Many people believe that a living trust can protect your assets, but a creditor, a judgment holder, or even your ex-spouse can force you to reach into at least one type of trust to pay off judgments and other debt obligations.
Asset protection is a complicated process, involving a deep analysis of your long-term financial needs and estate planning goals. You must strategically position and re-position your property in order to shield it from creditors' claims, and this begins with an understanding of what different types of living trusts can do.
Revocable Living Trusts
As the name suggests, a revocable living trust is one that the creator—referred to as the grantor or trustmaker in legal terms—can revoke or undo at any time. The trustmaker reserves the right to change the trust's beneficiaries and any other facet of its formation documents. They can take back property and assets that they've funded into the trust.
The trustmaker typically acts as the trustee of this type of trust, managing it and its assets.
You still personally own assets that you've titled in the name of your revocable trust because you retain control over them. You're able to reclaim ownership of them if you see fit. You might appoint someone else to act as trustee or name a successor trustee to take over for you in the event that you should become mentally incapacitated, but you're still the legal owner of the property you've funded into it.
Creditors can take assets you own if they secure a judgment against you from a court, so property funded into a revocable trust is not safe from their grasp if you should default on your repayment terms.
Irrevocable Living Trusts
An irrevocable living trust is much more hands-off. Just as with a revocable trust, the trustmaker would transfer their property into the trust's ownership, but then the trustmaker must step aside. They can't undo the trust. They can't change its terms after they've created it. They cannot act as trustee. Someone else must be appointed to serve in this capacity, either another individual or an institution.
An irrevocable trust moves your assets out of reach regardless of who you might owe money to.
You can't take back property you've funded into this type of trust. It's no longer yours, so it's not available to your creditors under any circumstances. It's safe from estate taxes as well. It doesn't contribute to your taxable estate after your death because you no longer own it.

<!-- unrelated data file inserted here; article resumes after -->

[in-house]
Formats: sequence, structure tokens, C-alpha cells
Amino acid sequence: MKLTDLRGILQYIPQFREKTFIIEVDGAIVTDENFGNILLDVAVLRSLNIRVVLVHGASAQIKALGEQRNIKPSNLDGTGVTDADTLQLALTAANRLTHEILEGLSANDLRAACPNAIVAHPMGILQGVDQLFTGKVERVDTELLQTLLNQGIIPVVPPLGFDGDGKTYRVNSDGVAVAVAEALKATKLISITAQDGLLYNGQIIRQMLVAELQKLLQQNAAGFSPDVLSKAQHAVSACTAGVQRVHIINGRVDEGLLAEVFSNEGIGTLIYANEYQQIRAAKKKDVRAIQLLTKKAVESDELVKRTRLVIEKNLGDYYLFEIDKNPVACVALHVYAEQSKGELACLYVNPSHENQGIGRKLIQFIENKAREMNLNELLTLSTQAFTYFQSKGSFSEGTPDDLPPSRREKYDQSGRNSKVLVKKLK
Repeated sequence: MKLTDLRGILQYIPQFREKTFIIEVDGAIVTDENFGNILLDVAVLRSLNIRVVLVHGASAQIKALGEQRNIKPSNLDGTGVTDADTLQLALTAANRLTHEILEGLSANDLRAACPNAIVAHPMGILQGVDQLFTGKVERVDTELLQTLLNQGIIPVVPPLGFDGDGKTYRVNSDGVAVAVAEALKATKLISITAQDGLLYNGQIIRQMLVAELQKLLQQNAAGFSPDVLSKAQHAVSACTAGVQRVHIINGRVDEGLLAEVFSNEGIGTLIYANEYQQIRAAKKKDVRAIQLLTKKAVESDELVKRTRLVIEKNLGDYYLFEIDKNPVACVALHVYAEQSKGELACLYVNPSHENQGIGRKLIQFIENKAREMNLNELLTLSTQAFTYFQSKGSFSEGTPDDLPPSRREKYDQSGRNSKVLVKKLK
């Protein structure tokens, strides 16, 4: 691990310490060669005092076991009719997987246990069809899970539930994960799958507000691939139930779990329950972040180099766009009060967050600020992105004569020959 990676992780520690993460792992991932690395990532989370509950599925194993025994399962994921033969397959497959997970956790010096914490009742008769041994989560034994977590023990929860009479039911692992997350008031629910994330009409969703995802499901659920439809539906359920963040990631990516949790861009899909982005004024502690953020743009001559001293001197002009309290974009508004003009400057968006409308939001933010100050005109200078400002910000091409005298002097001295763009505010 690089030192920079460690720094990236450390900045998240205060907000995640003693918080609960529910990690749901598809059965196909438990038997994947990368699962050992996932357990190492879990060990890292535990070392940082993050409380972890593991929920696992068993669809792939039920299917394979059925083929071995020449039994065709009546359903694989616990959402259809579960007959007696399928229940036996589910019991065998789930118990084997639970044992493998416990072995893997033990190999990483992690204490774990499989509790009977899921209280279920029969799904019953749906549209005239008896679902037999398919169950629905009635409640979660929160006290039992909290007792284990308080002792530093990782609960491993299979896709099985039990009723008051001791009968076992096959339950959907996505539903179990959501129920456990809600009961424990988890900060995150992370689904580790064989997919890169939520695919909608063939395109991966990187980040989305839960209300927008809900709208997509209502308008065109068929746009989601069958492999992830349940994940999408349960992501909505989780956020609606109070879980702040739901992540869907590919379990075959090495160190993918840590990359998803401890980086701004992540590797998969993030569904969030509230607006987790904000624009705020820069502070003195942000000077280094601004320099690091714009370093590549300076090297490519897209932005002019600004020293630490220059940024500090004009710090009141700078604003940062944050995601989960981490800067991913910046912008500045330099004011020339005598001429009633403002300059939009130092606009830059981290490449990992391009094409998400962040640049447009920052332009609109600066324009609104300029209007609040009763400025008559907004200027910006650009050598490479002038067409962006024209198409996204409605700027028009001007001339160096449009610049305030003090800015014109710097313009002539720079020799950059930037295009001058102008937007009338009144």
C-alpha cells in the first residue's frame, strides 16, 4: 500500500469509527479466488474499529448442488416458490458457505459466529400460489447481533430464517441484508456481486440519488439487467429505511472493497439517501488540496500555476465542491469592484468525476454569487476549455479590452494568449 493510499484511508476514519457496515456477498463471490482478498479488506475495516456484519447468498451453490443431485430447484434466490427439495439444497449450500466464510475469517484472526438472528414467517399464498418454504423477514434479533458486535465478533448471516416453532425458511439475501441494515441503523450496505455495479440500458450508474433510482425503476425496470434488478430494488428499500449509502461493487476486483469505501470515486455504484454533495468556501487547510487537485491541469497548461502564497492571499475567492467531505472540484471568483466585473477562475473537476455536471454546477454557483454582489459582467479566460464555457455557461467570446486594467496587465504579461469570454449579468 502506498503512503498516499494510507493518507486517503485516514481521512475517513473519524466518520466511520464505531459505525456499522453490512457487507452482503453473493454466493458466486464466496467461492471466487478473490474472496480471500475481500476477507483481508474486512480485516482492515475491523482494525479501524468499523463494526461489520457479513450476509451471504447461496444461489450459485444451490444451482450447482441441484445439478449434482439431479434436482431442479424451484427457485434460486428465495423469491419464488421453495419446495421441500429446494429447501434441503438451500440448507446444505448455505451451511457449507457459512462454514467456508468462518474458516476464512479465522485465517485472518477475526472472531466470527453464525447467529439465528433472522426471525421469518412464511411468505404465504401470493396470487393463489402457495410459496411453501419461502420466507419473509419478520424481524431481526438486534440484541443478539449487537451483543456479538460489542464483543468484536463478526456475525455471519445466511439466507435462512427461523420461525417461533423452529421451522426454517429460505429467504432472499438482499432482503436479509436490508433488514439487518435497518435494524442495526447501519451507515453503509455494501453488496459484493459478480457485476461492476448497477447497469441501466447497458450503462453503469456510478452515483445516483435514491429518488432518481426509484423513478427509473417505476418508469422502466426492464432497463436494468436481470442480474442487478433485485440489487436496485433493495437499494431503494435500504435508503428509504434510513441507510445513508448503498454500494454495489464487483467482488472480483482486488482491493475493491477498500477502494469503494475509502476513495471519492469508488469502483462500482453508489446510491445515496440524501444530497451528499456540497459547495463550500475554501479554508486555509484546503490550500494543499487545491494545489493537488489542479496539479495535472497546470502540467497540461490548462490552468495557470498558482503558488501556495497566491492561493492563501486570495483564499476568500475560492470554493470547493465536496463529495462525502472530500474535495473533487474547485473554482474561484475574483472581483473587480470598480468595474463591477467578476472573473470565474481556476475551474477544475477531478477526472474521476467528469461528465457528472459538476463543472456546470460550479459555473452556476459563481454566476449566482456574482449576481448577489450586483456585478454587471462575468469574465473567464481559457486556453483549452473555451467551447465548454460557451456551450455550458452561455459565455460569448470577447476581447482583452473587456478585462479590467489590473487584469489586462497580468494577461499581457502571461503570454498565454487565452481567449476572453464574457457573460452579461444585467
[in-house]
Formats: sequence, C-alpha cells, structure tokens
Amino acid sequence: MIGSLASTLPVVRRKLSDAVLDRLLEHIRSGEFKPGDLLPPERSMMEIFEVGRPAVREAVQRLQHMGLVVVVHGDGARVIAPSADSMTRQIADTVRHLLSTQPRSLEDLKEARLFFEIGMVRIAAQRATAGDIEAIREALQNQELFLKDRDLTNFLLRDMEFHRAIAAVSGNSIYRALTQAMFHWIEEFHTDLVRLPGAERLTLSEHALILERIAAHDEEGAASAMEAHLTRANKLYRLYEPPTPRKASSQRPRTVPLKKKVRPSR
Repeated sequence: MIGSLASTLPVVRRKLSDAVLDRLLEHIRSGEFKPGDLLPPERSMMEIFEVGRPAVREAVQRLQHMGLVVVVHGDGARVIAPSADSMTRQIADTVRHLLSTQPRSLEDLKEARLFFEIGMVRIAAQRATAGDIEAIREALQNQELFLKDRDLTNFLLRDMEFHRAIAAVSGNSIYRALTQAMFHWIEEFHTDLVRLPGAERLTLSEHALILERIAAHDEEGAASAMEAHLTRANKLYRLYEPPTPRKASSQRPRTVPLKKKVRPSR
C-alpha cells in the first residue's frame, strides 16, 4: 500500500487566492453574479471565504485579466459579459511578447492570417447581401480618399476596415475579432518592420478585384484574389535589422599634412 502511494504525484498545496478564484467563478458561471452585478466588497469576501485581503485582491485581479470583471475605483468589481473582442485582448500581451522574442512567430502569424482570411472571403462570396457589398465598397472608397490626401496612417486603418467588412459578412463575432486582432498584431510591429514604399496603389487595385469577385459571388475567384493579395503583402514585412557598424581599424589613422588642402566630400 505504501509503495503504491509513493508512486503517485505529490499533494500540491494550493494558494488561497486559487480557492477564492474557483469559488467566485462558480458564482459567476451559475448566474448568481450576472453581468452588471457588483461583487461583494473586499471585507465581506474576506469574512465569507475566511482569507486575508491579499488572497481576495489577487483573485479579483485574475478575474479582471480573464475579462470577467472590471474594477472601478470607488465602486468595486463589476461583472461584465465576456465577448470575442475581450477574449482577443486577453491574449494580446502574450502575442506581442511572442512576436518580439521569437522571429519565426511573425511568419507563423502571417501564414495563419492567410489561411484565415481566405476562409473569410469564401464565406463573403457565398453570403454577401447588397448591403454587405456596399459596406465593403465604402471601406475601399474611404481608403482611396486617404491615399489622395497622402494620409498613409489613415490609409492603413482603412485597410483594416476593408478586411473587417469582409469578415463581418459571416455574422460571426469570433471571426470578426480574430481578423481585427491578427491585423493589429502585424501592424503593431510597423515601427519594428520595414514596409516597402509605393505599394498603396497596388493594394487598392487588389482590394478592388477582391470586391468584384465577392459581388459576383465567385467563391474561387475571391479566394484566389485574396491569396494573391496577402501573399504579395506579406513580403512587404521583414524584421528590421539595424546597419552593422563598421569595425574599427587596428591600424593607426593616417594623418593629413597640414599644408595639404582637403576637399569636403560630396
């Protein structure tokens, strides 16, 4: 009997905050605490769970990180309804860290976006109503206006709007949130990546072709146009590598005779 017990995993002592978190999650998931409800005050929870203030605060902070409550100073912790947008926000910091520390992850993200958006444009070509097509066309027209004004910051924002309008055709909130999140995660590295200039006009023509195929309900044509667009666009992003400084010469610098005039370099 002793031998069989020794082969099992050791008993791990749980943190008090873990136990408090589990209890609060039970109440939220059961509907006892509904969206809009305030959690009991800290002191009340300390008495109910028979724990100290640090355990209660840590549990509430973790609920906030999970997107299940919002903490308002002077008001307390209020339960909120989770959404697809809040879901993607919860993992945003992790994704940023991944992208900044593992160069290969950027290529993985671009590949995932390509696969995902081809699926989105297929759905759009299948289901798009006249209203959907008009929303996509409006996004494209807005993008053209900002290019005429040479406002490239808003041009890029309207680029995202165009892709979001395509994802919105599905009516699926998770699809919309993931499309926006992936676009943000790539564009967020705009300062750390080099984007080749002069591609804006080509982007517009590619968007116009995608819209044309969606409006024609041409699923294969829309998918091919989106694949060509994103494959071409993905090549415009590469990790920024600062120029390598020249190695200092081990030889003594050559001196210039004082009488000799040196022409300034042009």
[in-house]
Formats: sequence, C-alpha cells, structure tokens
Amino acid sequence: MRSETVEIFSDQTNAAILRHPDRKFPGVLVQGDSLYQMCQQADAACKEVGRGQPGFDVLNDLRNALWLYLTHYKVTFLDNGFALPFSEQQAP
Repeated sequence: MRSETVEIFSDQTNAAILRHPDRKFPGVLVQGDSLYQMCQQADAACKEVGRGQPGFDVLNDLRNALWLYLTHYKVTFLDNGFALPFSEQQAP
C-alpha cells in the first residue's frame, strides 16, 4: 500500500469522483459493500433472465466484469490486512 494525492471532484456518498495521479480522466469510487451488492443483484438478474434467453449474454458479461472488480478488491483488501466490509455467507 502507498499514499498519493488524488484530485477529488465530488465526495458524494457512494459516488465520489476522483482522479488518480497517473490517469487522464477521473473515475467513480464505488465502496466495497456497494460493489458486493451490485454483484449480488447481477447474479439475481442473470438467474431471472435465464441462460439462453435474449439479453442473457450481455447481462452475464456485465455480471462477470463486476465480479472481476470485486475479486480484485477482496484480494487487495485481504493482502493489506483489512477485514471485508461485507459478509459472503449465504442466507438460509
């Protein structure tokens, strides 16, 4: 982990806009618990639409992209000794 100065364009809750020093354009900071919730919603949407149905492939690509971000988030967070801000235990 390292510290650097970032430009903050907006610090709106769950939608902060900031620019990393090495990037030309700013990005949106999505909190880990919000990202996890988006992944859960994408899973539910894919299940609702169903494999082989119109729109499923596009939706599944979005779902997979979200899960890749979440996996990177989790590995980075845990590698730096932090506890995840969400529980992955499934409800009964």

A testamentary trust is created under the terms of an individual's last will and testament. It doesn't exist until the trustmaker dies. Their will would include instructions as to what property should move into the trust as part of the probate process, and the executor of their estate or their estate attorney would typically form the trust according to the decedent's wishes.
Unlike revocable and irrevocable trusts, a testamentary trust is subject to probate because that's how it's formed. And because property doesn't transfer into it until the trustmaker's death, it's available to their creditors during their lifetime.
Strategic Asset Protection Planning
Possible asset protection planning measures include the following:
- Invest in your primary residence if your state offers a homestead exemption prohibiting creditors from forcing the sale of your home to satisfy your debts.
- Buy life insurance that accumulates a cash value.
- Fund retirement accounts, such as IRAs and 401ks. ERISA-qualified retirement accounts are typically safe from creditors under federal law.
- Purchase annuities.
- Set up a family limited liability company or a family limited partnership, and transfer ownership of assets into these entities.
The Bottom Line
A revocable living trust can't reliably protect your assets, although an irrevocable trust can, but forming an irrevocable trust means giving up control and ownership of your assets forever. Consider a multi-pronged advanced estate plan instead that employs combinations of these strategies to achieve comprehensive asset protection planning over the long haul.
NOTE: The information contained in this article isn't legal advice and it's not a substitute for such advice. State and federal laws change frequently, and the information in this article may not reflect your own state’s laws or the most recent changes to federal law. Please consult with an financial professional or an attorney
for current advice.